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Marijuana May Hurt Couples' Conception Odds

Catherine McDiarmid-Watt | Wednesday, February 13, 2008 | 2 comments

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Studies find fertilization inhibited by compound that resembles cannabis

In a finding that could send shivers down the spines of pot-smoking couples hoping to conceive, new research is raising the possibility that marijuana could interfere with reproduction.

New studies show that a cannabis-like compound inhibits the ability of human sperm to fertilize an egg. Also, high concentrations of THC -- the psychoactive ingredient in marijuana -- appear to cause structural changes in sperm as they become ready and able to reach and fuse with a woman's egg.

While pot smoking may not yet qualify as a contraceptive, the findings presented yesterday at the American Society for Cell Biology meeting at Moscone Center in San Francisco are some of the first indications that marijuana use could reduce fertility in both men and women.

Previous research has shown a link between heavy pot smoking and low sperm counts. The latest study focuses on a substance called anandamide that is produced by the body and which acts very much like THC on a cellular level.

It is one of a class of substances called cannabinoids that bind to receptors on cells that also respond to THC. Cannabinoids are found throughout the body and their affect on various systems is only now being studied.

In a series of experiments, researchers at the University of Buffalo-SUNY found that a synthetic form of anandamide reduced by half the number of sperm that were able to attach to a human egg. Furthermore, high concentrations of anandamide slowed down sperm's swimming ability, while low levels kicked it into overdrive.

The researchers also bathed human sperm in solutions containing either THC or anandamide and found that both substances significantly altered the normal structural changes sperm go through as they prepare to approach and bind with an egg.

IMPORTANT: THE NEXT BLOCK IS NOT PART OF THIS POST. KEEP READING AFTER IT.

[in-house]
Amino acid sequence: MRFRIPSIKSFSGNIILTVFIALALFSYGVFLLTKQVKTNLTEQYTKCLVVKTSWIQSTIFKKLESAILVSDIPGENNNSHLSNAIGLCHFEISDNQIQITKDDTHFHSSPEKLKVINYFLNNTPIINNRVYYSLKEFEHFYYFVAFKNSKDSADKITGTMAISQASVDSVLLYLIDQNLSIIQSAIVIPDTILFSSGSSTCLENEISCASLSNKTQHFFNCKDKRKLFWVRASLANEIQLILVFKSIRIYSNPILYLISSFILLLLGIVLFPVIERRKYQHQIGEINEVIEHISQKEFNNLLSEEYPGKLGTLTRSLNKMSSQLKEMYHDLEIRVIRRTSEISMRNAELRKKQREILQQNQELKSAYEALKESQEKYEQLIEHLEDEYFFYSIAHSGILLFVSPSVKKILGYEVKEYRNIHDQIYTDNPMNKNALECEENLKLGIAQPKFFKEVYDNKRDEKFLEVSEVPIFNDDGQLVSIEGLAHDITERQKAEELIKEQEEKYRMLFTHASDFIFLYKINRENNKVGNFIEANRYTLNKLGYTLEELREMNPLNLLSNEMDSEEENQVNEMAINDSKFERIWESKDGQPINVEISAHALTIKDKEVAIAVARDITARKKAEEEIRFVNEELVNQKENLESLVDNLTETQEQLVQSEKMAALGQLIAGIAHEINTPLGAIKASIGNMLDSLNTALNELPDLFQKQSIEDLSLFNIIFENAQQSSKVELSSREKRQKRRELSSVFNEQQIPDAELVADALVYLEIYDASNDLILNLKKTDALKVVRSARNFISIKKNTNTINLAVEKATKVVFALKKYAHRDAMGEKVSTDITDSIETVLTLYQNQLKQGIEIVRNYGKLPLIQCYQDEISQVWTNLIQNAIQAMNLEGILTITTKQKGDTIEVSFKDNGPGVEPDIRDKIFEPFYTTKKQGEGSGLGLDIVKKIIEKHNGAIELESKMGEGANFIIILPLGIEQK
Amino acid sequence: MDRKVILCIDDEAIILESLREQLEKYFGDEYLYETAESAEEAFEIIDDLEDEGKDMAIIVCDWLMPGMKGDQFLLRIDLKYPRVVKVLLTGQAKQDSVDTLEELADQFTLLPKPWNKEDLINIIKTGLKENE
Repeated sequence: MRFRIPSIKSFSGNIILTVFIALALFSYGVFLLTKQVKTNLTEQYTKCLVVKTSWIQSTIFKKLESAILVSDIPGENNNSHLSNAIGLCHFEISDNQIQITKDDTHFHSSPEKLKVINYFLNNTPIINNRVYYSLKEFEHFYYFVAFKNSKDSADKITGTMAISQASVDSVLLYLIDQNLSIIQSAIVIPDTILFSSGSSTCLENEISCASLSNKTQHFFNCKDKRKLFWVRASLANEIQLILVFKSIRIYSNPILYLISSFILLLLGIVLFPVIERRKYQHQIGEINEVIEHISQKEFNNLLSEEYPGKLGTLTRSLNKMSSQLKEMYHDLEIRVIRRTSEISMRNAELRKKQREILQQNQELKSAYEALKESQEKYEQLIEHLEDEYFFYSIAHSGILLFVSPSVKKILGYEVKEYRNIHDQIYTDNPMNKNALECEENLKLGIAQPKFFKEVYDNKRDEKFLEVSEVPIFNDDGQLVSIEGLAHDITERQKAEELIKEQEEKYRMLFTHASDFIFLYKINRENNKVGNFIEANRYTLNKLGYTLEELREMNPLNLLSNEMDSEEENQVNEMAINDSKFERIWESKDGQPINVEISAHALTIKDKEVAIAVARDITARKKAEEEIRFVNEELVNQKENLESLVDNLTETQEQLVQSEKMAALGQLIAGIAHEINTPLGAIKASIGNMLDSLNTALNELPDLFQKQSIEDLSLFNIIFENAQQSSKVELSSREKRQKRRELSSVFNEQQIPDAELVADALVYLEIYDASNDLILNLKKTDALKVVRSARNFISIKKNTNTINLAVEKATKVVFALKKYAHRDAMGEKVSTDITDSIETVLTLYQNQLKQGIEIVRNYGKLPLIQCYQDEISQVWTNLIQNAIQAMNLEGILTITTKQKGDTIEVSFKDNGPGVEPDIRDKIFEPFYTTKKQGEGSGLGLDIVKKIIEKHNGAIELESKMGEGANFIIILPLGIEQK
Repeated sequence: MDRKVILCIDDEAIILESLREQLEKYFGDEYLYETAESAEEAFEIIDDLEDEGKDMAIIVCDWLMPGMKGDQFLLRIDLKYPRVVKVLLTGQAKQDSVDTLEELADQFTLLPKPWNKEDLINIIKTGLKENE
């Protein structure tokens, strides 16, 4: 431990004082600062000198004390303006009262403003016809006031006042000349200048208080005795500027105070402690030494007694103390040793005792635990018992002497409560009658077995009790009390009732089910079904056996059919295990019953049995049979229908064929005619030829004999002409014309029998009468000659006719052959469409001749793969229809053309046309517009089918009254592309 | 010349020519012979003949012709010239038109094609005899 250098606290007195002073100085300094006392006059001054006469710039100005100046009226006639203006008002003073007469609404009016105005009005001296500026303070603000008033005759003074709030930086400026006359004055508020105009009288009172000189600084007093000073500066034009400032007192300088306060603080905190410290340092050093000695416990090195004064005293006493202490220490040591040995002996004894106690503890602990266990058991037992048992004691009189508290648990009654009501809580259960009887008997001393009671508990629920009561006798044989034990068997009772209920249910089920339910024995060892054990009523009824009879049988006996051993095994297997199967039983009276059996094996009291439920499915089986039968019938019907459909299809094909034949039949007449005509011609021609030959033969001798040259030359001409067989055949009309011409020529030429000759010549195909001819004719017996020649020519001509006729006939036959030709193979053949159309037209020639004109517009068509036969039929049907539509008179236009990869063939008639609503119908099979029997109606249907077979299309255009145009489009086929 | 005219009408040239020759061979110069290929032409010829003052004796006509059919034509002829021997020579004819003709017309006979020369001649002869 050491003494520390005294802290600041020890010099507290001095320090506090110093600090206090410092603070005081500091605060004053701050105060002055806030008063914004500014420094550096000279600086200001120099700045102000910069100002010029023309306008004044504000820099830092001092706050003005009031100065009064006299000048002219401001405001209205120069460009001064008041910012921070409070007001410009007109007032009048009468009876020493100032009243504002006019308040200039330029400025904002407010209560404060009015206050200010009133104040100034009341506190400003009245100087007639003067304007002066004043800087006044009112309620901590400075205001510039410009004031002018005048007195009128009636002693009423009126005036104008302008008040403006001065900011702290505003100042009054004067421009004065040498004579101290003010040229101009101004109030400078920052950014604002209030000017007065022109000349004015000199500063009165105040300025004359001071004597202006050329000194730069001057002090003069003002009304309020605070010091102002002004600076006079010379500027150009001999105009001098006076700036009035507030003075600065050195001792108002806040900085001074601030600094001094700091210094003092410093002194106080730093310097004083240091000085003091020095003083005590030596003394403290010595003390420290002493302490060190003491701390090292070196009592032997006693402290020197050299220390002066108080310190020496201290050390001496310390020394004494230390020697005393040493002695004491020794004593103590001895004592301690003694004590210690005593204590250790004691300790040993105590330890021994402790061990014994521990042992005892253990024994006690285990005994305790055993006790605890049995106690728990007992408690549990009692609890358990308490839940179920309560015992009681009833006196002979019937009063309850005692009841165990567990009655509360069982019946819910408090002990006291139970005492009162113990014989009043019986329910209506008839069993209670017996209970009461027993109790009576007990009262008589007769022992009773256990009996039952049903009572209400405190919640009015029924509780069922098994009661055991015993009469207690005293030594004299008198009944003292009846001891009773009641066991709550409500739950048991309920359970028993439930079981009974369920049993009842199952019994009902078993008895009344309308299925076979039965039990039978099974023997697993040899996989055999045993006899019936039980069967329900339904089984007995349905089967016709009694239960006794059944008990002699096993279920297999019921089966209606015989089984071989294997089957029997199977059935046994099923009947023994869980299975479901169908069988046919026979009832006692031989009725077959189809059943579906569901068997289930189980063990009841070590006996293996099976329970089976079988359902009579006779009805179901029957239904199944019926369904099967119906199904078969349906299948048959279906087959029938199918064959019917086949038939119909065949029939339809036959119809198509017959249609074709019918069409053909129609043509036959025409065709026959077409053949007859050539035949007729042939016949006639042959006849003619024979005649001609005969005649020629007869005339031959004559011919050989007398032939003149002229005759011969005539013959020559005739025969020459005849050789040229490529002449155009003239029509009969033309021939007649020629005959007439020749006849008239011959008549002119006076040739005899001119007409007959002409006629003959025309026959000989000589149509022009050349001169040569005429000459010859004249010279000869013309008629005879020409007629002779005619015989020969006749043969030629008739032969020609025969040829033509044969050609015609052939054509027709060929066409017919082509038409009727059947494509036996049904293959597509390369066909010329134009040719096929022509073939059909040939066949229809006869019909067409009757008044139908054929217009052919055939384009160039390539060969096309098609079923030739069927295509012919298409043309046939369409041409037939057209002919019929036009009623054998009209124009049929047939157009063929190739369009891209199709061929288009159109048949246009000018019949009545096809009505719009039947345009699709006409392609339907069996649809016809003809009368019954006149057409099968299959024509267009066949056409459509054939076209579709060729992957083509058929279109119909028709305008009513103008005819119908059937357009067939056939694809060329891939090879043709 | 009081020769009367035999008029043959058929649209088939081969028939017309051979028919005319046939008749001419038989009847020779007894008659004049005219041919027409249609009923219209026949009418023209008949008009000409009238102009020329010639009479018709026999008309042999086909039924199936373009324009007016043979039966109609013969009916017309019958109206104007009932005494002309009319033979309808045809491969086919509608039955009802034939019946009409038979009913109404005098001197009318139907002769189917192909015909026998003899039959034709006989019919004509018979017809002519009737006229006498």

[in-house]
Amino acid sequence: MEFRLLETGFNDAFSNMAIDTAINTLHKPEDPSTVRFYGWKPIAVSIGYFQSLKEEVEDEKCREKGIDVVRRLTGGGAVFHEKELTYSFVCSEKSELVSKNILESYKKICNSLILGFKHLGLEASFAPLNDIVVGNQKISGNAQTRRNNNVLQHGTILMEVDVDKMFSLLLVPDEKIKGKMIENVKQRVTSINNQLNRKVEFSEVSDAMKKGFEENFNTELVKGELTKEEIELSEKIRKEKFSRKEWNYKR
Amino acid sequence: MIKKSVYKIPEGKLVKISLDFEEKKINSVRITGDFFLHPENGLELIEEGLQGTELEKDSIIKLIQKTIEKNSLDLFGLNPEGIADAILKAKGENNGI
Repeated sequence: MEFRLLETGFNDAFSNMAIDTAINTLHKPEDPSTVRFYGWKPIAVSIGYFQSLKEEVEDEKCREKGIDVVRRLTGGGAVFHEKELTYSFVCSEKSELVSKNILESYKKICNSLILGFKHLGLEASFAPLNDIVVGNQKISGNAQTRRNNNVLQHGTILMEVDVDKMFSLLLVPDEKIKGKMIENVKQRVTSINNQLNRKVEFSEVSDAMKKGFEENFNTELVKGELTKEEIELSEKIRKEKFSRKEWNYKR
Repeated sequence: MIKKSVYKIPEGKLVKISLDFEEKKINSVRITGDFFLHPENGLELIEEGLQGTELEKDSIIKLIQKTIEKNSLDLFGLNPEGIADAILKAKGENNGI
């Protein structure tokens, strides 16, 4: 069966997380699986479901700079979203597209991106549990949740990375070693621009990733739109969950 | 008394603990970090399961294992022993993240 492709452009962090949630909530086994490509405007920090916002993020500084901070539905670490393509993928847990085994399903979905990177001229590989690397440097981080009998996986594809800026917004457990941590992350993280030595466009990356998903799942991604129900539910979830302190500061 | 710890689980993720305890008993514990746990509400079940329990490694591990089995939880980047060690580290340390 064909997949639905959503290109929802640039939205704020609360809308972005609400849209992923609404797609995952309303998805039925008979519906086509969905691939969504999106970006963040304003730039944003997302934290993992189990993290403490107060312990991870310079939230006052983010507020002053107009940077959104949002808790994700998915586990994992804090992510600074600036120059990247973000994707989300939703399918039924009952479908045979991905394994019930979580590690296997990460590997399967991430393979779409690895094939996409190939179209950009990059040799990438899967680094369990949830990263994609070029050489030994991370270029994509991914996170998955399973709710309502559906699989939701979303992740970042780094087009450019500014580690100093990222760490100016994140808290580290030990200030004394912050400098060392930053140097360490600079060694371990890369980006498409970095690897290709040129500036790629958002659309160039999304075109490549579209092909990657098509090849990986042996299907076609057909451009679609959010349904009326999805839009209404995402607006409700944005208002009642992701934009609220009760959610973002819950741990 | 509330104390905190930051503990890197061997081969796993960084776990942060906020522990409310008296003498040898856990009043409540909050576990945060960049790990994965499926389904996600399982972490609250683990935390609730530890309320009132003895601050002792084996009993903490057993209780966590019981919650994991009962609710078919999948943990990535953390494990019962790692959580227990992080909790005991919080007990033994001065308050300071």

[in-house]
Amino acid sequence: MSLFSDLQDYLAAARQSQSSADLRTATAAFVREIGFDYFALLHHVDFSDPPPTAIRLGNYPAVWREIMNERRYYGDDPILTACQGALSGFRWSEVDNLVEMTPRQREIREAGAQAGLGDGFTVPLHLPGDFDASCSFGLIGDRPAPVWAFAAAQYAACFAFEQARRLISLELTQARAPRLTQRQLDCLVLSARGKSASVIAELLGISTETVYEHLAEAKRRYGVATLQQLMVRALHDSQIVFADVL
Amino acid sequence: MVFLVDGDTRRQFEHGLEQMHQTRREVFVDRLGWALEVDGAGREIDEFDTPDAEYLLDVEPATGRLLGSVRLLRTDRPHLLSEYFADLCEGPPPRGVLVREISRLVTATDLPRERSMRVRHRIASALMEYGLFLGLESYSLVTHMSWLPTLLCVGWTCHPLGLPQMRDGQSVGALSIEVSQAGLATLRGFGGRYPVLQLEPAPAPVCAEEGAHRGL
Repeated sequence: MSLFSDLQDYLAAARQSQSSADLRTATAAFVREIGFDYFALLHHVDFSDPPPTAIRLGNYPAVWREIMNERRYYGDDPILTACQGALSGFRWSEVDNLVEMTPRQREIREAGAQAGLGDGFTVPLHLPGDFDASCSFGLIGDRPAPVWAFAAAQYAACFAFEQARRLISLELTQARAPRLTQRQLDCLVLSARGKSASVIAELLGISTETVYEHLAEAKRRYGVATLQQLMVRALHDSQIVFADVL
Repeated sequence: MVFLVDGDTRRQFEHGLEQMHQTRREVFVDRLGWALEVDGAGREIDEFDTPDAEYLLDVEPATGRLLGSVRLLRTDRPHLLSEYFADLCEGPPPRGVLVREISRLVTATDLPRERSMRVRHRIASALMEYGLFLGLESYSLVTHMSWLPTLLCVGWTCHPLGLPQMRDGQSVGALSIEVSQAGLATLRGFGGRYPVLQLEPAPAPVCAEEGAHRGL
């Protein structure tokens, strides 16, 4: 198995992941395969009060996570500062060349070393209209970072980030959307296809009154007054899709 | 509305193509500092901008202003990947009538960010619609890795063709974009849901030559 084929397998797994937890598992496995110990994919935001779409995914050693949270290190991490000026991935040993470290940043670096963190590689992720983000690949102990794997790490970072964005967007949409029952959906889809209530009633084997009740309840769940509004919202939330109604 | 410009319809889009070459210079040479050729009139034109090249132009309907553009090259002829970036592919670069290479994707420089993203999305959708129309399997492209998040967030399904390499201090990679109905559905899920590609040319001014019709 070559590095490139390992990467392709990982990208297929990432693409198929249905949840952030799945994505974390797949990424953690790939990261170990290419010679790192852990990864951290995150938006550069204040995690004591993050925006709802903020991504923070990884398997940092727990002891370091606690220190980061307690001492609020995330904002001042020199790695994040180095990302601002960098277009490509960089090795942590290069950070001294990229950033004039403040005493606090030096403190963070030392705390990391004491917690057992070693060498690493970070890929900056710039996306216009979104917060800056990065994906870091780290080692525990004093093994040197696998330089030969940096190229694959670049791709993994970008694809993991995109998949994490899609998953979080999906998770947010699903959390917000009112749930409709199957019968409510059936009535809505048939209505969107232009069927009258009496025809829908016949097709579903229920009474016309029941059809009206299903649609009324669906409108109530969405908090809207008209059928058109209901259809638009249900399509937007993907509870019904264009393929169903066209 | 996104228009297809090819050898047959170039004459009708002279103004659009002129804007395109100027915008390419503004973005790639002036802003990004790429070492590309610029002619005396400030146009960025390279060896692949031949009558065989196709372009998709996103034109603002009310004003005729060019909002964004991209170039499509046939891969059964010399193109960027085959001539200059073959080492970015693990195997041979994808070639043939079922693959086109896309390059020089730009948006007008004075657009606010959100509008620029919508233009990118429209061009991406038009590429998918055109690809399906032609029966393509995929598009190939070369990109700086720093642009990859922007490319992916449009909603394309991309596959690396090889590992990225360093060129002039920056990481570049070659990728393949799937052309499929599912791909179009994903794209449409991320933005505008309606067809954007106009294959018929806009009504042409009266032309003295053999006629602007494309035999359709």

"For people who are very heavy marijuana users, there may be reproductive consequences associated with that," said Herbert Schuel, a professor of anatomy and cell biology at the University of Buffalo and lead author of the study.

More generally, Schuel said, it is possible that glitches in the normal anandamide system could be linked to some cases of unexplained infertility.

Gregory Kopf, a professor in the obstetrics and gynecology department at the University of Pennsylvania, said he was intrigued by the findings, but added that he was not sure that the concentrations of anandamide used in the experiments would ever be reached in the reproductive tracts of people who smoke pot.

Kopf's research focuses on the signals between cells that occur when an egg is fertilized and begins to divide into an embryo.

Although there have been anecdotal reports of marijuana's adverse effect on fetal development and fertility, there have been virtually no formal studies to show whether or not a link exists, said S.K. Dey of the University of Kansas Medical Center.

Dey has shown that, in mice, excessive amounts of anandamide or an unusually large number of receptors for it on an embryo increases the risk that the fetus will miscarry. Furthermore, he said, in a normal mouse pregnancy, the number of the receptors and the level of anandamide both go down just before the embryo is implanted.

Dey has followed Schuel's research and said he is one of the few scientists focusing on cannabinoids and their effects on the human body outside of the brain.

"People have gotten so focused on the brain function (of anandamide and related compounds) and very little focus has been on its effect on early pregnancy," he said.

Schuel said the federal government's restrictive stance on marijuana- related research has hindered the field. But he said it is attracting more interest as scientists learn more about how cannabinoids affect everything from circulation to digestion to cancer.


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About Catherine: I am mom to three grown sons, two grandchildren and two rescue dogs. After years of raising my boys as a single mom, I remarried a wonderful man who had never had a child of his own. Unexpectedly, I found myself pregnant at 49!
Sadly we lost that precious baby at 8 weeks, and decided to try again. Five more losses, turned down for donor egg, foster care and adoption due to my age and losses - we have accepted that there will be no more babies in our house.

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  1. Anonymous says:

    There is very little truth in this article. The claims of spermal structural damage are completely FASLE. WAKE UP AND SMELL THE COFFEE!!!!!!!

  2. harmi says:

    this is a good article that marijuana may hurt couples conception oddsis good concept.and it claims that wake up and smell the coffee............................................

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